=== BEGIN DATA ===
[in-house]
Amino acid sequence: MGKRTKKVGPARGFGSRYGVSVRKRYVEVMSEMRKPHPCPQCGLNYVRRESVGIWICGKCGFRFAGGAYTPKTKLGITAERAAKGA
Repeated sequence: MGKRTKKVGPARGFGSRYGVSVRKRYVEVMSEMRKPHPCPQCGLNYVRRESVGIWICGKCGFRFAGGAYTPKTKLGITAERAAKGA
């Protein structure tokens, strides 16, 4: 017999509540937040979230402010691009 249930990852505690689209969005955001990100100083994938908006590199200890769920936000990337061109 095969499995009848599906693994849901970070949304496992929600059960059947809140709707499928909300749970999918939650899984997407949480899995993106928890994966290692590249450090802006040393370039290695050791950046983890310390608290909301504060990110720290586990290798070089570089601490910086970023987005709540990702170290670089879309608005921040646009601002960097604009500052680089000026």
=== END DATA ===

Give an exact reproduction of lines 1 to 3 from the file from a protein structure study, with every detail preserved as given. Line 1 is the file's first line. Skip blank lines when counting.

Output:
[in-house]
Amino acid sequence: MGKRTKKVGPARGFGSRYGVSVRKRYVEVMSEMRKPHPCPQCGLNYVRRESVGIWICGKCGFRFAGGAYTPKTKLGITAERAAKGA
Repeated sequence: MGKRTKKVGPARGFGSRYGVSVRKRYVEVMSEMRKPHPCPQCGLNYVRRESVGIWICGKCGFRFAGGAYTPKTKLGITAERAAKGA